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  2. Energy Committee

Energy Committee

Due to the alarming growth rate of global warming, a lot of individual designers and companies are aware of the need for more energy efficient structures and these requirements are gradually being addressed around the globe. Efforts made to attain sustainable solutions have yet to meet their fullest potential in creating new generations of high-performance green buildings.

Traditionally, architects and engineers have found it difficult to effectively use Building energy performance simulation tools because their processes are based on 2D manually-created drawings. This characteristic is necessitated by the lack of integration among the tools and between design models and building energy models.

The energy simulation tools are not architect friendly and they are too complex for the architects besides the tools are not compatible with architects’ working methods and needs. This fact causes the limited benefits from the energy simulation tools by architects during early design stage. Not to mention is another fact that architects are novices in the energy simulation field. Therefore, they lack simulation know-how. This weakness impedes architects from using energy simulation tools regularly, leading to the most architects preferring simple energy simulation tools without collaboration even though it is critical for performance-based design.

The major issue with the implementation of performance-based design is how effectively integrate different technologies that exist across multiple domains and provide comprehensive building performance analyses in the design process in a collaborative manner.

Another challenge is inadequate knowledge of design tools recommended for use in sustainable design. When a design team does not have adequate knowledge of the design tool to adopt for a proposed design, they are limited, in the sense that BIM is an innovative tool. BIM tools’ use requires skilled technicians to realise the full potential of the tools. This will provide clarity amongst the stakeholders and will, over time, mean a reduction in having to convert drawings from one file format to another for the files to be compatible.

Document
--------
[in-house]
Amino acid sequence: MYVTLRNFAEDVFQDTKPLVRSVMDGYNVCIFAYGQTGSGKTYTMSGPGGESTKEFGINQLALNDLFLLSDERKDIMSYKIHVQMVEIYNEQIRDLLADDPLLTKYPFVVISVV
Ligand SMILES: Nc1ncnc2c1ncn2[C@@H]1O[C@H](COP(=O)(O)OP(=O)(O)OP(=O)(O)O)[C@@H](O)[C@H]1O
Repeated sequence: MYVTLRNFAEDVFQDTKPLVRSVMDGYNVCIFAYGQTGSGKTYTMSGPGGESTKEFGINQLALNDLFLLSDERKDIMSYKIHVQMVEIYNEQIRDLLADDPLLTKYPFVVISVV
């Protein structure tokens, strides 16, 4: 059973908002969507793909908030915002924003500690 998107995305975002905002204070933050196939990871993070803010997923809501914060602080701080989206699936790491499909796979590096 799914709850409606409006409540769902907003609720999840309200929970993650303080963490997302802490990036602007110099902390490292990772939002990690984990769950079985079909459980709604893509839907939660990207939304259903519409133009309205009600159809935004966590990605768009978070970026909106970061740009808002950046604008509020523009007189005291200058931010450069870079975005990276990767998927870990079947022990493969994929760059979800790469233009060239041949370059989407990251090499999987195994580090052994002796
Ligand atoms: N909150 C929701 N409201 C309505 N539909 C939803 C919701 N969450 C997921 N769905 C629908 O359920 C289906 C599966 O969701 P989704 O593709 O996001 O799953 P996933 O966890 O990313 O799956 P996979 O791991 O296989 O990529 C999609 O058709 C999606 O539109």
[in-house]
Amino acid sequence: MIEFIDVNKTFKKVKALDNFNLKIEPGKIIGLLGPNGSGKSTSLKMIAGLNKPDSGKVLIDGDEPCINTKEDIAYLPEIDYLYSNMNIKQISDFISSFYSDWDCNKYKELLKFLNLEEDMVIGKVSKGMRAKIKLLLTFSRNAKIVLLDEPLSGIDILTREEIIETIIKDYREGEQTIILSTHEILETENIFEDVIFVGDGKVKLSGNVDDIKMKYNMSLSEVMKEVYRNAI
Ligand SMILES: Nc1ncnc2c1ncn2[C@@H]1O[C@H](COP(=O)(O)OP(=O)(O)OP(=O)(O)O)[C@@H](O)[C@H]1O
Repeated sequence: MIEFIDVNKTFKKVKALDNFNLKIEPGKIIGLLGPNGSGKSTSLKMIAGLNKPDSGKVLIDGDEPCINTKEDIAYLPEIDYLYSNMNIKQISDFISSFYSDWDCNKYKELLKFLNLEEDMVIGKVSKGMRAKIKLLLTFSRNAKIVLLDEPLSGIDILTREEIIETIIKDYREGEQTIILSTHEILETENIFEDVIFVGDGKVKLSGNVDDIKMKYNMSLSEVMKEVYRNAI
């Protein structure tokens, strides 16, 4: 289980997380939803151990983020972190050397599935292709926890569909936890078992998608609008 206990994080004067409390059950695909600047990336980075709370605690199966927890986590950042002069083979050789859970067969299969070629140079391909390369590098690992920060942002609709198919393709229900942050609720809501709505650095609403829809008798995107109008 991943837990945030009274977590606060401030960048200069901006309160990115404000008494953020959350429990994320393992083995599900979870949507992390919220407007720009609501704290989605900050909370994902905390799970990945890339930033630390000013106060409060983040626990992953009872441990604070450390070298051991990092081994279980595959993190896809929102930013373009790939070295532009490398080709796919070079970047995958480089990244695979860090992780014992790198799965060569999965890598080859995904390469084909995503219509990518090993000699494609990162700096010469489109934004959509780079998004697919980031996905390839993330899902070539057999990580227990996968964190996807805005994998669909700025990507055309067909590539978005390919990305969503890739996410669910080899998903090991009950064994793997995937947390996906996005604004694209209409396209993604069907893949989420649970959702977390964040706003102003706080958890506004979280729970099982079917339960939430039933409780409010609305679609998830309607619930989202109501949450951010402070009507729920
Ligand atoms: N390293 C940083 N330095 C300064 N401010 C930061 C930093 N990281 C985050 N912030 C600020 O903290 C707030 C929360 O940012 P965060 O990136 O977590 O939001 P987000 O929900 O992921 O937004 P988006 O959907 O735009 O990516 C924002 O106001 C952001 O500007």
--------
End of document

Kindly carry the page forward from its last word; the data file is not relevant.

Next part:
A ‘cradle to grave’ perspective refers to the value-chain that acknowledges all the parts of the design process, the construction process, utilisation and even the demolition of structures. Any energy efficiency enhancements during building occupancy could form the greater proportion of the building’s life-cycle footprint.

BIM4TURKEY Sustainability group seeks to evaluate Building Information Modelling (BIM) for design and construction by critically appraising it as a system for the enhancement of sustainability in design and construction.  Further, this group sees BIM as a new way of working methodology to improve the environment through the creation of sustainable, energy efficient structures. Furthermore, BIM is the current technology ‘sparkle’ of the Architectural Engineering Construction (AEC) industry and can lead to a more intelligent and energy efficient future evolving from a more expensive inefficient past.